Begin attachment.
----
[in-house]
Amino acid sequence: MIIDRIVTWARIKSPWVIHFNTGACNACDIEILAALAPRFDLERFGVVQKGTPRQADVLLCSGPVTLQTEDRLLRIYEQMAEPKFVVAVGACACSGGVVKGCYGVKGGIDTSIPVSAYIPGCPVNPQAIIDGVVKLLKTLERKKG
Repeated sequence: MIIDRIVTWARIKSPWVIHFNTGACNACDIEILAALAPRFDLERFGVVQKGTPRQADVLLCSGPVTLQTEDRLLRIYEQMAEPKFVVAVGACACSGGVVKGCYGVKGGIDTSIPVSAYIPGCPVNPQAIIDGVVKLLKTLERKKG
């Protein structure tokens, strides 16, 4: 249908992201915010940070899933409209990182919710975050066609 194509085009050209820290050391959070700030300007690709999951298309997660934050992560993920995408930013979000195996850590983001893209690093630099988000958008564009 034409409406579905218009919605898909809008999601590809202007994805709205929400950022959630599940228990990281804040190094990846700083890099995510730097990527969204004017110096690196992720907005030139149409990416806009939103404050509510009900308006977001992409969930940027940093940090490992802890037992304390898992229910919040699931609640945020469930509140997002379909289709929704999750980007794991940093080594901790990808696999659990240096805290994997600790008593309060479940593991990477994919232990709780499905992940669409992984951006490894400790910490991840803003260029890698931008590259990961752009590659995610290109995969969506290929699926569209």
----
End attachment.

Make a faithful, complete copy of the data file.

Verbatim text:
[in-house]
Amino acid sequence: MIIDRIVTWARIKSPWVIHFNTGACNACDIEILAALAPRFDLERFGVVQKGTPRQADVLLCSGPVTLQTEDRLLRIYEQMAEPKFVVAVGACACSGGVVKGCYGVKGGIDTSIPVSAYIPGCPVNPQAIIDGVVKLLKTLERKKG
Repeated sequence: MIIDRIVTWARIKSPWVIHFNTGACNACDIEILAALAPRFDLERFGVVQKGTPRQADVLLCSGPVTLQTEDRLLRIYEQMAEPKFVVAVGACACSGGVVKGCYGVKGGIDTSIPVSAYIPGCPVNPQAIIDGVVKLLKTLERKKG
């Protein structure tokens, strides 16, 4: 249908992201915010940070899933409209990182919710975050066609 194509085009050209820290050391959070700030300007690709999951298309997660934050992560993920995408930013979000195996850590983001893209690093630099988000958008564009 034409409406579905218009919605898909809008999601590809202007994805709205929400950022959630599940228990990281804040190094990846700083890099995510730097990527969204004017110096690196992720907005030139149409990416806009939103404050509510009900308006977001992409969930940027940093940090490992802890037992304390898992229910919040699931609640945020469930509140997002379909289709929704999750980007794991940093080594901790990808696999659990240096805290994997600790008593309060479940593991990477994919232990709780499905992940669409992984951006490894400790910490991840803003260029890698931008590259990961752009590659995610290109995969969506290929699926569209």